Remaining Aloof from Politics

Yesterday FDA issued a press release regarding the much-anticipated actions related to the importation of prescription drugs. It is the aim that a proposed rule and a draft guidance will provide two means of impacting the price of medicines through different avenues of importation. The outcome is not certain and there is a long process ahead in relation to achieving any progress through these means. In other words, the pudding which will be the proof is far from being served up and there is plenty to discuss related to the merits and eventual impact of these actions, whatever headlines may say.

That said, the unusual thing about the agency’s press release was the headline – “Trump Administration takes historic steps to lower U.S. prescription drug prices” – noteworthy on a few counts, but mostly so because it mentions the name of the administration.

I went to my database of FDA press releases and did a search on the names of past presidents. Not one came up. This would appear to the be first time that the agency has issued a press release in this manner. If so, it is an unfortunate precedent.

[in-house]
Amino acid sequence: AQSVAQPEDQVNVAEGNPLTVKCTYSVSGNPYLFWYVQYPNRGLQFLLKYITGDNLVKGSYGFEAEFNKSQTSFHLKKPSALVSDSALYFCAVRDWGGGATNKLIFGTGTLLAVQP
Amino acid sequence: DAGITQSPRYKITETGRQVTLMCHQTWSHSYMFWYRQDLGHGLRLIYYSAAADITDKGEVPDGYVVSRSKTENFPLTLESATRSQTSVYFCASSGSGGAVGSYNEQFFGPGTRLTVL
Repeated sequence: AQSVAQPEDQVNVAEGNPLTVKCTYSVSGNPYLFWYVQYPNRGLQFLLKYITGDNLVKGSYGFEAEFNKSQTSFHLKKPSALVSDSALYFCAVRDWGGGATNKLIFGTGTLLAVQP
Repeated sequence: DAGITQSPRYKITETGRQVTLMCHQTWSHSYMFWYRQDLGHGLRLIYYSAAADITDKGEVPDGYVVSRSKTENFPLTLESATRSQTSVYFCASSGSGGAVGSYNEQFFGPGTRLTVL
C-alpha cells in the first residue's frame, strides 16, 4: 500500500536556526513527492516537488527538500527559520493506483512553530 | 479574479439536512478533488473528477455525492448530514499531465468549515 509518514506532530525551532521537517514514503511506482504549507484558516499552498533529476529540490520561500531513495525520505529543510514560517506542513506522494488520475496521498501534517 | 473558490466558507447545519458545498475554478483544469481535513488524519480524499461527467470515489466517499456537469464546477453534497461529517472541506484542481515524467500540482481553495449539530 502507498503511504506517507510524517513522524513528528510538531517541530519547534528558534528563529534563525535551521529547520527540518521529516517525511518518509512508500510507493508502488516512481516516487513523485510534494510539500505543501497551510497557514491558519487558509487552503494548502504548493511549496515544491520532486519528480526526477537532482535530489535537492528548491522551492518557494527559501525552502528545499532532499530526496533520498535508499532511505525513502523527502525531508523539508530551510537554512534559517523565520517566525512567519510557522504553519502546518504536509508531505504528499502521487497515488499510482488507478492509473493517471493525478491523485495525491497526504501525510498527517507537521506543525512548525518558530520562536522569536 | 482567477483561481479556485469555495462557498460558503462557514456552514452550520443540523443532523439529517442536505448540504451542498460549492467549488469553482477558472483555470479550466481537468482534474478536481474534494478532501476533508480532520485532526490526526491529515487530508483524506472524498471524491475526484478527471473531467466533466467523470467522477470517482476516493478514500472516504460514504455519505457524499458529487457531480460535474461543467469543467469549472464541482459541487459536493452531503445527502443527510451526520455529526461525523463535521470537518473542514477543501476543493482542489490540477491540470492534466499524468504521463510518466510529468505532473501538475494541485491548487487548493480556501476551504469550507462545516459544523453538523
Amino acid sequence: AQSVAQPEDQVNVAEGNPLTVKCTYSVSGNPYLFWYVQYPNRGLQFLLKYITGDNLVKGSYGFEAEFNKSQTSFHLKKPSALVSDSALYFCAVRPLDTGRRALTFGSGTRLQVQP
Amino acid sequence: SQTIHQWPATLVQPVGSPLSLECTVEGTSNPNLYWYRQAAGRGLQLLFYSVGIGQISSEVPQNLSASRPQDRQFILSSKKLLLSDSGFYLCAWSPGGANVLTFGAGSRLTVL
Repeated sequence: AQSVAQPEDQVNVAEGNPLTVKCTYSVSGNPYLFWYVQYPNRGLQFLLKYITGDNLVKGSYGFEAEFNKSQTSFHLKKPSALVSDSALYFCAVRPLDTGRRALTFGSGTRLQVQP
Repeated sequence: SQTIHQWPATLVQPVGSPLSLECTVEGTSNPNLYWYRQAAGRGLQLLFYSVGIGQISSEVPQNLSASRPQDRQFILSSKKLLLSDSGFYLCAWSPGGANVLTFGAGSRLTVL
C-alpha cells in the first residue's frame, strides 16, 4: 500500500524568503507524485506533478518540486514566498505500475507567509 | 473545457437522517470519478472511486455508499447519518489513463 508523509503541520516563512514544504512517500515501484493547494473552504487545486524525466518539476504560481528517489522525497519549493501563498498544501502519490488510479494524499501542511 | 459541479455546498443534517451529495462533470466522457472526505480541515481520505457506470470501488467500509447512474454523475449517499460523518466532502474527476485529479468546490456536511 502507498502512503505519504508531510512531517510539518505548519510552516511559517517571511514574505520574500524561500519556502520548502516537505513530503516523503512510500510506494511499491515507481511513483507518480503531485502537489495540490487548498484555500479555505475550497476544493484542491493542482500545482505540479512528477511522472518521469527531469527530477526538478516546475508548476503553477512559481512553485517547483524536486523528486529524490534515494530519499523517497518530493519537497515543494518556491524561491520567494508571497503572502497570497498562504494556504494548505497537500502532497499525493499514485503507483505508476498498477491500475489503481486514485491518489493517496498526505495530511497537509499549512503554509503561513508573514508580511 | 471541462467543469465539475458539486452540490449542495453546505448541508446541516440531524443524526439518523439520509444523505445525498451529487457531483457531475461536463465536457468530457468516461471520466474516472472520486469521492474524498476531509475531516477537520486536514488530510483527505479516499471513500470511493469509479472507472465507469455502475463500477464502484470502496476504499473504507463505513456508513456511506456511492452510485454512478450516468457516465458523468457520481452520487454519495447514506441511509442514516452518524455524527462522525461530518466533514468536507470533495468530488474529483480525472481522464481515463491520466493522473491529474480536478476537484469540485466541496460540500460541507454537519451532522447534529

Is there any real harm? Not in an earth shattering way. But in a highly polarized political environment such as we are in (yesterday there was a vote of impeachment), for a federal agency to engage in any communication that appears to be politically motivated may impact perceptions of impartiality. There are some agencies where there might be particular need to stay away from any political scent in its communications. FDA is one of them.

Several years ago when Plan B was applying for over-the-counter status, the stakes were highly political. Conservatives generally opposed the application while progressives generally lauded it. As the regulatory agency in charge, FDA had to ensure that any decision it was making was not based on politics but on data and science. That is one of the gold standards that must be maintained and preserved to reinforce public confidence in the actions that they agency takes.

It is not the rule, but the exception for there to be political aspects of a regulatory deliberation by FDA either related to an approval or a policy. But it does happen from time to time. For that reason, the agency should strive at all times to maintain the appearance of being separated from the fray and potential bias that can be associated with being political. For that reason if no other, the press release issued by FDA was a mistake – one the agency should take pains not to repeat.

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